Highlights include the following:

  • new legislation will be introduced today (there is nothing on the Parliamentary website yet);
  • landlords and tenants are encouraged to start negotiating as soon as possible;
  • rent relief for eligible tenants will be calculated by comparing their turnover for the final quarter of the 2020/21 financial year with turnover from the final quarter of 2018/19;
  • tenants will be eligible for the scheme if the drop in turnover is greater than 30 per cent;
  • the percentage drop will also determine the amount of initial rent relief available to the tenant;
  • eligibility for the scheme will be a one-time test. Businesses which are eligible at the beginning of the scheme will remain eligible throughout, with the proportion of rent relief adjusted in line with their turnover;
  • for eligible applications under the new scheme where there is also an agreement already in place from the first Commercial Tenancy Relief Scheme, existing deferred rent repayment requirements will be frozen until 15 January 2022, when the outstanding amount will be added to the deferred rent accrued during the current Scheme;
  • the Government will provide landlords wiht land tax relief of up to 25 per cent;
  • small landlords who can demonstrate acute hardship will be eligible to apply for payments as part of a $20 million hardship fund; and
  • landlords can’t issue an eviction notice for eligible tenants without obtaining a direction from the Victorian Small Business Commission. This exception to the moratorium on evictions is new.

Thanks to Paul Nunan for forwarding the press release to me.

I’ll post details of the legislation as it comes to hand.

July 28, 2021


A new rent relief scheme has been announced

The Victorian Government today announced a new/extended rent relief scheme for small to medium sized tenants in Victoria.

A copy of the press release is available here:

At this stage, there are more ‘unknowns‘ than ‘knowns‘, particularly as the previous scheme was tied to Jobkeeper, which is no longer in operation.

Here are a few of the things we do know:

  1. The scheme will be available to tenants with a turnover of less than $50M and have shown a 30% downturn in trade due to the coronavirus. We do not yet have details on how these thresholds will be defined and tested in the legislation.
  2. The proposed legislation will keep the requirement that landlords provide rent relief proportionate the tenant’s downturn in trade compared to pre-pandemic levels, at least half of which is by way of waiver and the remainder deferred.
  3. Mediation will be available.
  4. New legislation will give effect to the new/revived scheme, which will apply from today (28 July 2021).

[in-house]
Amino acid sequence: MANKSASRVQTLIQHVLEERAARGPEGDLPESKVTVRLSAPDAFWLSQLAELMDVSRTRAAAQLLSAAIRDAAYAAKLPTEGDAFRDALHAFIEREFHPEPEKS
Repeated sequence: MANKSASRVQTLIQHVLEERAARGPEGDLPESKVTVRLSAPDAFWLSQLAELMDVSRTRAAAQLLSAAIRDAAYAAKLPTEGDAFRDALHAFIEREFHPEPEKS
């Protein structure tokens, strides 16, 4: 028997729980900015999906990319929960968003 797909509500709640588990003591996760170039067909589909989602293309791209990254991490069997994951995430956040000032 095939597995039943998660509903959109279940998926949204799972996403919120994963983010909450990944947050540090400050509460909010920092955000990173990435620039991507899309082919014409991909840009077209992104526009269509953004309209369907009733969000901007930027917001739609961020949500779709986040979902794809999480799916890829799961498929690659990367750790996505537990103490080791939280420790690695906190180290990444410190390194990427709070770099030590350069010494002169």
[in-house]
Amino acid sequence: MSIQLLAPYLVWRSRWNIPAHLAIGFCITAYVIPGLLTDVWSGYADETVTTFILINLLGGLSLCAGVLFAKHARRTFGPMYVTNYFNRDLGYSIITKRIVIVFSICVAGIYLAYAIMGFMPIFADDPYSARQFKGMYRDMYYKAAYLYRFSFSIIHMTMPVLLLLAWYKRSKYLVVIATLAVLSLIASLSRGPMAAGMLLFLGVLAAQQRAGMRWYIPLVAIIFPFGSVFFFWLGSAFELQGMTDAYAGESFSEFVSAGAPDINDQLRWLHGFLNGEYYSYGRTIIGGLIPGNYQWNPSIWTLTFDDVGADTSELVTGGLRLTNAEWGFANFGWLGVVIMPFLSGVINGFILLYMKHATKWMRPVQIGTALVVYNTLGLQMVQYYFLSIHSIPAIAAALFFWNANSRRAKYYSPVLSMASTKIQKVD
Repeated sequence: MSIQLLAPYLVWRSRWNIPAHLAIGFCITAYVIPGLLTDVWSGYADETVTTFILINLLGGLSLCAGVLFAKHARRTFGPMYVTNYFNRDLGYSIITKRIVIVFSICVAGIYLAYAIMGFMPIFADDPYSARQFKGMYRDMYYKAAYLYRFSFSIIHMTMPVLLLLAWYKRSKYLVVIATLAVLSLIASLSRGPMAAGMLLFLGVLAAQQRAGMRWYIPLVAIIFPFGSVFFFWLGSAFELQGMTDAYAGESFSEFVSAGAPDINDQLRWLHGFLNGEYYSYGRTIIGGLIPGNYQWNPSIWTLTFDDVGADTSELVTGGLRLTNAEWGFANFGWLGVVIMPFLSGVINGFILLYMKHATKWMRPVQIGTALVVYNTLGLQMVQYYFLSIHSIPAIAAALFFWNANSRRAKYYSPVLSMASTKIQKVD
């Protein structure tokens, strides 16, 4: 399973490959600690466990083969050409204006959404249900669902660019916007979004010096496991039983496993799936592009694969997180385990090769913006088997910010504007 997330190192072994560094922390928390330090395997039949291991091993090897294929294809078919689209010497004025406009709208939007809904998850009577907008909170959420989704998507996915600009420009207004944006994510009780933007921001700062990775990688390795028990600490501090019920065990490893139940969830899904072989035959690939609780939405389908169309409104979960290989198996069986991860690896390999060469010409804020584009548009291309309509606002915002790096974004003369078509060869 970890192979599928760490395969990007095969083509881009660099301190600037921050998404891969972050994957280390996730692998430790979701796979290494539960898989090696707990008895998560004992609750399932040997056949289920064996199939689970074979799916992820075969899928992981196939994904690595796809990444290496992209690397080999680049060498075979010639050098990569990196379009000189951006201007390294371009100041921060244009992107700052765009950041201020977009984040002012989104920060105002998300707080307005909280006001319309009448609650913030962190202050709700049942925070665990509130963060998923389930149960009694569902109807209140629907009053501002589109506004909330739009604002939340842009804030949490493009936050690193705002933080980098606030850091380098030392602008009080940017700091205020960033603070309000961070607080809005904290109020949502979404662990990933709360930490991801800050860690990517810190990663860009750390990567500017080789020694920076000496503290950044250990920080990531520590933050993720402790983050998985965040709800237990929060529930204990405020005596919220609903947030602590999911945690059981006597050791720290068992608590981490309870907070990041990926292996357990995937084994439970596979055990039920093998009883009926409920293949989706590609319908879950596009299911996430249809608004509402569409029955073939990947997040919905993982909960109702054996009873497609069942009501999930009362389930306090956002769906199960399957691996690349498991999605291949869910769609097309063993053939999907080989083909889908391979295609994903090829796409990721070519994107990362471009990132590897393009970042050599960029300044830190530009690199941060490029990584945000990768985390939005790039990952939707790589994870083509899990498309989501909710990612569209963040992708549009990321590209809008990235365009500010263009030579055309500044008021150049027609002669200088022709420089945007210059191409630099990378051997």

5. There will be an $80M hardship fund for landlords who provide rent relief. We do not have any details on this fund yet.

For those looking for a more detailed discussion of the ‘knowns‘ and ‘unknowns‘, have a look at the excellent post from Eastern Bridge Lawyers here:

As usual, I will post any information as soon to this log as it comes to hand.

March 5, 2021

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VCAT finds that a head lease is not a retail premises lease under the RLA 2003

In another recent development, this time under the Retail Leases Act 2003 (Vic) (RLA 2003),[1] Senior Member Forde at VCAT has held that a head lease is not a lease of retail premises under that Act.

In Izett St Pty Ltd v Applgold Pty Ltd (Building and Property) [2021] VCAT 174, Senior Member Forde at VCAT heard as a preliminary quesiton in the proceeding arguments about whether a head lease could be considered a lease of retail premises under the RLA 2003.  

The head tenant’s main business was to sub-lease parts of the demised premises to retail tenants.  

The head tenant argued that the sub-tenants were the ultimate consumers of the sub-leased space and, as a result, the tenant was engaging in a retail supply, applying the reasoning from C B Cold Storage and similar cases.

The landlord argued that:

  1. a retail premises must be open to the public;  and 
  2. the head lease was not open to the public because the sub-tenants had exclsuive possession of those parts of the leased premises that they sub-leased.

The Tribunal rejected the landlord’s argument and held that:

44.    I am however satisfied that the Premises is ‘open to the public’ in the sense that between sublets it is possible for a member of the public to enter a space available for sublet. There is no evidence to suggest that any person is prohibited from subletting a space in the Premises. …

However, the Tribunal found for the landlord on a different basis.  Sub-section 4(1) of the RLA 2003 states that (emphasis added):

(1)       In this Act, retail premises means premises, not including any area intended for use as a residence, that under the terms of the lease relating to the premises are used, or are to be used, wholly or predominantly for—

(a)       the sale or hire of goods by retail or the retail provision of services; or

(b)       the carrying on of a specified business or a specified kind of business that the Minister determines under section 5 is a business to which this paragraph applies

The Tribunal made the following findings: